Tue, 23 Aug 1994

Korean conflict still a civil war

By Harvey Stockwin

HONG KONG (JP): In the wake of the death of Kim Il-sung on July 8, and following the modest "agreed statement" issued on Aug. 13 by the U.S. and North Korea, the true complexity of conflict on the Korean peninsula has come into sharper focus. Critically, the relations between North and South Korea are again deteriorating.

Korean conflict is partly a consequence of cold war, with North Korea having its own peculiar vision of messianic communism, plus the offensively deployed armed force to back that vision up.

Korea is also, inevitably, an international conflict, since three of the world's major powers are neighbors of Korea, and the world's only superpower has been and remains involved as a consequence.

A third, and perhaps most crucial element in the ongoing struggle is a condition of civil war. South and North Korea do not regard each other merely as separate nations, but as the renegade segment of one historically united family. Each Korea reserves for the other the passion, the preoccupation, the sheer intensity which makes civil wars the bitterest of all conflicts.

In the Korean case, it can hardly be otherwise given that as many, maybe more, civilians died in the 1950-1953 Korean War than did fighting men. It can hardly be otherwise given the many massacred then, behind or at the front lines, or given the million or so families still separated now, 41 years later, often without knowing whether long lost loved ones are alive or dead in the other half of the divided and totally separated nation.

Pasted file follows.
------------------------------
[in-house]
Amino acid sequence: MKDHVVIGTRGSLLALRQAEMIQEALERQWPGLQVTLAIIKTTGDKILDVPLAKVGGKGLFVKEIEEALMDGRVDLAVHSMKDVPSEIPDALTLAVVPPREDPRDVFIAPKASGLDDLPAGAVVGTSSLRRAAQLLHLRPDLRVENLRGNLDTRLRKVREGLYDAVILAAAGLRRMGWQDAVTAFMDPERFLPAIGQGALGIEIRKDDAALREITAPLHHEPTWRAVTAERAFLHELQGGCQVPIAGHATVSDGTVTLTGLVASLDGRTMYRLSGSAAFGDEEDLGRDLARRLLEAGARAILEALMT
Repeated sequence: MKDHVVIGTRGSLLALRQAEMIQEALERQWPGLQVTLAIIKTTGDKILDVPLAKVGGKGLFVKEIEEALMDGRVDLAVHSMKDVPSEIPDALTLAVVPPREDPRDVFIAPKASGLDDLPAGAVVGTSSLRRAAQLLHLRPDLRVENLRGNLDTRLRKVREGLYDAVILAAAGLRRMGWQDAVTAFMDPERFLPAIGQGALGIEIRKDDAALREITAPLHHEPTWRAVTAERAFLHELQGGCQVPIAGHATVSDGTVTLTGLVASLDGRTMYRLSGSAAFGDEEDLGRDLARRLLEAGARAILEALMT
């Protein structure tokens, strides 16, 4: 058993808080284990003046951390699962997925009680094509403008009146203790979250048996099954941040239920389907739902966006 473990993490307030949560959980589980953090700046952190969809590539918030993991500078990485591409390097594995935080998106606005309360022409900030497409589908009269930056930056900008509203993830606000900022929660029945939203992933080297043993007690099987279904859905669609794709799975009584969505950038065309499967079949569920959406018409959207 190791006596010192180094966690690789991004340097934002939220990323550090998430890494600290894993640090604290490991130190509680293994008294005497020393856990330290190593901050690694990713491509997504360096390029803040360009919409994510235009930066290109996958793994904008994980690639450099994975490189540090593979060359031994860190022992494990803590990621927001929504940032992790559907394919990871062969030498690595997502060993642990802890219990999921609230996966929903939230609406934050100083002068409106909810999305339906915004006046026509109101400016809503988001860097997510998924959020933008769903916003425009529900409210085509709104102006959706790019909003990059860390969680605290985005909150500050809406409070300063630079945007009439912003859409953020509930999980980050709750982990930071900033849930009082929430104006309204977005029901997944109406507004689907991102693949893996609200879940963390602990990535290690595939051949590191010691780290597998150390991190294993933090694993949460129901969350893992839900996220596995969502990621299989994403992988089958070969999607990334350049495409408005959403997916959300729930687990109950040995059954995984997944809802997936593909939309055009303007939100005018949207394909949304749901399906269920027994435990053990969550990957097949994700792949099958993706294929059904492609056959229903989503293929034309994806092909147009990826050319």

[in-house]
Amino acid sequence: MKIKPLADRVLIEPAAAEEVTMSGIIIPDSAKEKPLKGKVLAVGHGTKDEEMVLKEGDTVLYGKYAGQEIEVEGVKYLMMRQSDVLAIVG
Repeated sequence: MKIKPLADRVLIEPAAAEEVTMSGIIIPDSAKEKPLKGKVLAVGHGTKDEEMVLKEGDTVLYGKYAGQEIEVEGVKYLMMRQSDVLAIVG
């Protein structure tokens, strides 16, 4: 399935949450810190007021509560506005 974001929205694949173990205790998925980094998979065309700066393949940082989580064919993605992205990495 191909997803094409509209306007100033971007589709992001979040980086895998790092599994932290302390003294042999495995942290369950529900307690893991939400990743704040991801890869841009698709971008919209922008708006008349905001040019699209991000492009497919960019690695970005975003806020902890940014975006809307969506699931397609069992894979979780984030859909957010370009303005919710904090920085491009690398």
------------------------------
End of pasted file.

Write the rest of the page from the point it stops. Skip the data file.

It is worth noting that whereas the two Chinas and the two former Germanies were never entirely cut off from one another, the two Koreas have not been in touch with each other since 1945. Neither radio nor TV broadcasts from either side can penetrate to the other, while virtually no one can cross the demilitarized zone which serves as the border between them.

The state of civil war has never been formally ended. The situation remains additionally complicated by the fact that the Korean Armistice was signed by American commander on behalf of the United Nations, by China and by North Korea but never by South Korea, which in 1953 saw approval of the truce as betrayal of reunification.